How do Australasian hospitals identify and manage malnutrition in their acute care wards?

Agarwal, Ekta, Ferguson, Maree, Banks, Merrilyn, Capra, Sandra, Bauer, Judith, Batterham, Marijka, & Isenring, Elisabeth (2012) How do Australasian hospitals identify and manage malnutrition in their acute care wards? Nutrition and Dietetics, 69(s1), p. 25.

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One aim of the Australasian Nutrition Care Day Survey was to explore nutrition care practices in acute care hospital wards across Australia and New Zealand. Managers of Dietetic departments completed a questionnaire regarding ward nutrition care practices. Overall, 370 wards from 56 hospitals participated. The median ward size was 28 beds (range: 8–60 beds). Although there was a wide variation in full-time equivalent availability of dietitians (median: 0.3; range: 0–1.4), their involvement in providing nutrition care across ward specialities was signifi cantly higher than other staff members (χ2, p < 0.01). Feeding assistance, available in 89% of the wards, was provided mainly by nursing staff and family members (χ2, p < 0.01). Protected meal times were implemented in 5% (n = 18) of the wards. Fifty-three percent of the wards (n = 192) weighed patients on request and 40% (n = 148) on admission. Routine malnutrition screening was conducted in 63% (n = 232) of the wards and 79% (n = 184) of these wards used the Malnutrition Screening Tool, 16% (n = 37) the Malnutrition Universal Screening Tool, and 5% (n = 11) other tools. Nutrition rescreening was routinely conducted in 20% of the wards. Among wards that implemented nutrition screening, 41% (n = 100) routinely referred patients “at risk” of malnutrition to dietitians as part of their standard protocol for malnutrition management. Results of this study provide new knowledge regarding current nutrition care practice, highlight gaps in existing practice, and can be used to inform improved nutrition care in acute care wards across Australia and New Zealand.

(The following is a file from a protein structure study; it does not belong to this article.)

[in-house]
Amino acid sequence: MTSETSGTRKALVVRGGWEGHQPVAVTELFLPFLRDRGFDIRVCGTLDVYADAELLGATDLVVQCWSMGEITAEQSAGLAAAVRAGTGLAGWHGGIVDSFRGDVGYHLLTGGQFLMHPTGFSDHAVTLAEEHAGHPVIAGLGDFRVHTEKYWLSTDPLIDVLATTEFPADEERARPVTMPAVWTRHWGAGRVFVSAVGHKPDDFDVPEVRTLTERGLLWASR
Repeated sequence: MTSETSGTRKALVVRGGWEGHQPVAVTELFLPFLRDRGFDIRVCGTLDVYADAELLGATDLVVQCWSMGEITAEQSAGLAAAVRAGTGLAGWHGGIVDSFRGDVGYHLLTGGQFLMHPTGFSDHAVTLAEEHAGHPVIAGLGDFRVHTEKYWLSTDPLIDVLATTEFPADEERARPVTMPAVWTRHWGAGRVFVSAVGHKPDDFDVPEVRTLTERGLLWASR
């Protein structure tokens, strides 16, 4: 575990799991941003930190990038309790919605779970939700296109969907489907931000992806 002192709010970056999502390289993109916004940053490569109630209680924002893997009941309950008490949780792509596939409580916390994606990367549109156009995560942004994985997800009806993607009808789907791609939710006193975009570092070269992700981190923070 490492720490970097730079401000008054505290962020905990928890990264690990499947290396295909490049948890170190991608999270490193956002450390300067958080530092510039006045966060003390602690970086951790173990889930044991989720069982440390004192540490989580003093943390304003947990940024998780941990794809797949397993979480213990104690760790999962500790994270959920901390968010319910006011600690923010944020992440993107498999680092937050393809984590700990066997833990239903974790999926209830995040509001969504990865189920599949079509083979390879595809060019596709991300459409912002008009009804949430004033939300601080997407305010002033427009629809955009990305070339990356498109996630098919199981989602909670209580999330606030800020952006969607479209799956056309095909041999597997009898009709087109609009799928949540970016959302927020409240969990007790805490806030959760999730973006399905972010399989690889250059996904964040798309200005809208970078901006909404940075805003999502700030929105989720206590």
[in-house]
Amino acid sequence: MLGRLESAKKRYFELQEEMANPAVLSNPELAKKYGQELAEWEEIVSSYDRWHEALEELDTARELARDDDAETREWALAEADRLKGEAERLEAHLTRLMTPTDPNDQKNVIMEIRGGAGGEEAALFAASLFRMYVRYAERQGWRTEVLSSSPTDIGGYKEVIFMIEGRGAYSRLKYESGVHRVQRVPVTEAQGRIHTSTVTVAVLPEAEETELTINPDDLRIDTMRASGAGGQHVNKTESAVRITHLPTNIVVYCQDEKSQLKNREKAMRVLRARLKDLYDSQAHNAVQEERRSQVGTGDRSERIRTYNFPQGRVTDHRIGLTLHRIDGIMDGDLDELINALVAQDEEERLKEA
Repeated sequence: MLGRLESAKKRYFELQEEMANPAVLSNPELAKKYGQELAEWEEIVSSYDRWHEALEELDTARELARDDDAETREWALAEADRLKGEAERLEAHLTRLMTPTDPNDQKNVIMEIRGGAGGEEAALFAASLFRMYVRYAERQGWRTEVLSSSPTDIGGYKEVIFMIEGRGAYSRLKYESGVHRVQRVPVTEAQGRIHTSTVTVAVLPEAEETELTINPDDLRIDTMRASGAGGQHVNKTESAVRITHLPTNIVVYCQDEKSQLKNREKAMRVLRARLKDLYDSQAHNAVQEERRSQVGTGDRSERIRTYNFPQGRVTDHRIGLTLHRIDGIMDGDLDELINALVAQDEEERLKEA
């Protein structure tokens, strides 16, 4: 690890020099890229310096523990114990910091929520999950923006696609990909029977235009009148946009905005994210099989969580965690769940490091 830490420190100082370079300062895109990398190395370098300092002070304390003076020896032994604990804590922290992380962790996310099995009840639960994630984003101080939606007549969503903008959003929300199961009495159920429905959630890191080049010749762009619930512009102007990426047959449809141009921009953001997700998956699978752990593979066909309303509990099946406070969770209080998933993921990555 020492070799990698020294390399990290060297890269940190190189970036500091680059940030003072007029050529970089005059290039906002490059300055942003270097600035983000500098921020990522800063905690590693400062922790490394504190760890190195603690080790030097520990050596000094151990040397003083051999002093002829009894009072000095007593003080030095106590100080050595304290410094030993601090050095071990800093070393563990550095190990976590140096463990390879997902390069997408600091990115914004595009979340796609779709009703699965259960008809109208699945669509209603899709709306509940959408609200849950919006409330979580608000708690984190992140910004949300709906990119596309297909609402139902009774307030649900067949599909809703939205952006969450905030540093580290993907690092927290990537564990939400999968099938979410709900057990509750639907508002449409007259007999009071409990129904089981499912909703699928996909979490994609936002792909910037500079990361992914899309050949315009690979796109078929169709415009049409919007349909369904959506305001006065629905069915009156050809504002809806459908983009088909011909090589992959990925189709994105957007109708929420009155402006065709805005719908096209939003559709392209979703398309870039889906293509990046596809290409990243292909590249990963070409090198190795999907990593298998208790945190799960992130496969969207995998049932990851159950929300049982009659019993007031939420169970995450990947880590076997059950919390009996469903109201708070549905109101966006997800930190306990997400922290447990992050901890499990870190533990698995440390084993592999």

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ID Code: 57245
Item Type: Journal Article
Refereed: Yes
Keywords: nutrition care, evidence-based practice guidelines, nutrition screening, dietary intervention
DOI: 10.1111/j.1747-0080.2012.01610_2.x
ISSN: 1446-6368
Subjects: Australian and New Zealand Standard Research Classification > MEDICAL AND HEALTH SCIENCES (110000) > NUTRITION AND DIETETICS (111100)
Divisions: Current > QUT Faculties and Divisions > Faculty of Health
Current > Schools > School of Exercise & Nutrition Sciences
Deposited On: 14 Feb 2013 06:26
Last Modified: 27 May 2016 13:59

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